February 1, 2016 (Vol. 36, No. 3)
Eric S. S. Langer President and Managing Partner BioPlan Associates
Industry Looks for Viable Alternatives but Doesn’t Jump to Implement Them
Protein A resins continue to dominate purification of monoclonal antibodies (mAbs), as they are a proven technology and form the basis for many downstream purification platforms that have long satisfied regulators. Yet Protein A remains a major cost and bottleneck in bioprocessing; as such, the search for viable alternatives continues.
Today, most major biologics are manufactured using Protein A resins. Some exceptions like Abbvie’s Humira use hydrophobic interaction chromatography for initial antibody capture-based purification. But while the industry shows a strong interest in Protein A alternatives, inherent conservatism in adopting new technologies—coupled with a lack of cost-effective alternatives—has held most back from making the switch.
Our industry data demonstrates this reluctance and/or inability to switch persists and even grows more pronounced in spite of sustained interest. In our most recent industry Annual Study, we found increasing interest in switching over the past couple of years, but a decreasing commitment to actually doing so.
In other words, while more respondents are considering alternatives to Protein A for existing production units, the percentage who said they would be moving away has declined.
It’s possible that, given market dynamics, as more companies switch to alternatives, fewer plan to do so. In fact, we separately found a relatively small, yet noteworthy increase in the proportion of industry respondents who reported having already switched to alternatives in order to improve their downstream purification operations. In 2015, 8.6% of respondents reported actually having made such a move, up from 4.8% a couple of years prior, in 2013.
It’s interesting to see who’s making the switch to Protein A alternatives. Although contract manufacturing organizations (CMOs) are typically the ones leading the charge in the adoption of new technologies, in this case, our data indicates that biotherapeutic developers are just as likely to have made the switch to alternatives.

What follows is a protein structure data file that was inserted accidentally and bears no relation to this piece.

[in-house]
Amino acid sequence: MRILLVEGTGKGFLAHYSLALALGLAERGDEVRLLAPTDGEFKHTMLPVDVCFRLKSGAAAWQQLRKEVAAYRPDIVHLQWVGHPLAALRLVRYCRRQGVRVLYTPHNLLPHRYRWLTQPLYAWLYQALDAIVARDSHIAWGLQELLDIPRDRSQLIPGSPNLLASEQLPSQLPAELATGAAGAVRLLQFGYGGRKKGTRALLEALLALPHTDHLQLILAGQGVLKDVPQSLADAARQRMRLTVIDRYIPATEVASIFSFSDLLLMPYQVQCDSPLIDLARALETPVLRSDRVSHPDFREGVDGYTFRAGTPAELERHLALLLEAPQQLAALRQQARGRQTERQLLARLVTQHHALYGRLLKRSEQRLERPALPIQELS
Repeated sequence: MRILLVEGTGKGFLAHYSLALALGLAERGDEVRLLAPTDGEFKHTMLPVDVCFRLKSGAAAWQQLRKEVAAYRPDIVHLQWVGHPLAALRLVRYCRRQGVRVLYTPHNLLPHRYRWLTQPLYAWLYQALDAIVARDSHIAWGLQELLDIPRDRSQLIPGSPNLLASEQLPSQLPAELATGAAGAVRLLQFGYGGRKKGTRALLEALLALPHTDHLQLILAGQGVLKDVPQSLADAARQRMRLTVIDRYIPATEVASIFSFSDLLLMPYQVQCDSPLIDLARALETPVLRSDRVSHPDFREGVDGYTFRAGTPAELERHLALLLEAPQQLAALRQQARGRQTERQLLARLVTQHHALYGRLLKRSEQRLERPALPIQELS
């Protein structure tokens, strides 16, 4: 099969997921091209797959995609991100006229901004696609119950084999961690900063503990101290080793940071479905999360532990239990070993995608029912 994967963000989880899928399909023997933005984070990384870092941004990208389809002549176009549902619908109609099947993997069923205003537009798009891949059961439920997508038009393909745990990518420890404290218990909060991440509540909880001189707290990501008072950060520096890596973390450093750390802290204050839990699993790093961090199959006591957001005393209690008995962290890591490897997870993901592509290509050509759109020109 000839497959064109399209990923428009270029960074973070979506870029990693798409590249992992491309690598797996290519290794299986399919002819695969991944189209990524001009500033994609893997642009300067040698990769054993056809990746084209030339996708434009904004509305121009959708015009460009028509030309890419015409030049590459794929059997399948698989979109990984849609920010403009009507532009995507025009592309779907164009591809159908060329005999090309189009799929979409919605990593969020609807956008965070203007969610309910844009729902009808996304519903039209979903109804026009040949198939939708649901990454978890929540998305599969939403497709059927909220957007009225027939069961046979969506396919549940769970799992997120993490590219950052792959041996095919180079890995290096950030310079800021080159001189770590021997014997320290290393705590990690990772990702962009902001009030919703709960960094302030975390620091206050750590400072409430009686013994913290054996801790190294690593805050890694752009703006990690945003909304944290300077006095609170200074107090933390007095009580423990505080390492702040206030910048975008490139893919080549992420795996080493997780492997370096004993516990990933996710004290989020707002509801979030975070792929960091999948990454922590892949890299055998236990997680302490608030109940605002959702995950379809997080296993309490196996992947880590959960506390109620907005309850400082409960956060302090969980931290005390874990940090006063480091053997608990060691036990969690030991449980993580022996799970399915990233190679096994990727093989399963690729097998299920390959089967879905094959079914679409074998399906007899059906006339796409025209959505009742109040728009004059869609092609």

Meanwhile, while Western European companies show some interest in switching, few report having done so in our most recent study, with this appearing to be a more pressing issue in the United States.
Part of the problem is the lack of viable cost-effective, regulatory-acceptable alternatives to the tried-and-true (but expensive) current paradigm. Our study takes an in-depth look at the Protein A market, identifying just a few of the alternatives:
• Protein L-based resins such as Capto L resins;
• MPTselect Protein A Affinity Resin;
• ProVance Protein A pre-packed columns;
• Conventional resins such as Thiophilic adsorption, hydrophobic charge induction chromatography and peptide-based mimetics; and
• Affinity proteins such as bacterial proteins, camelid antibodies and FcgRI as ligand.
While Figures 1 & 2 show that the Protein A market is ripe for disruption, none of these alternatives has yet to capture any meaningful market share. There have been advances in the packaging and marketing of Protein A resins in the form of prepacked single-use columns, however. These have gained more interest over the years, with more than one-third (37%) reporting considering single use pre-packed columns, up from 22% a couple of years ago.
There’s reason to believe that more companies will switch to Protein A alternatives in the future; even though fewer suppliers are working on Protein A alternatives relative to earlier this decade, these alternatives remain in the top third of new technologies that suppliers are working on. And with the high cost of Protein A and operational capacity bottlenecks related to chromatography, end-user demand for alternatives will likely increase in the near future.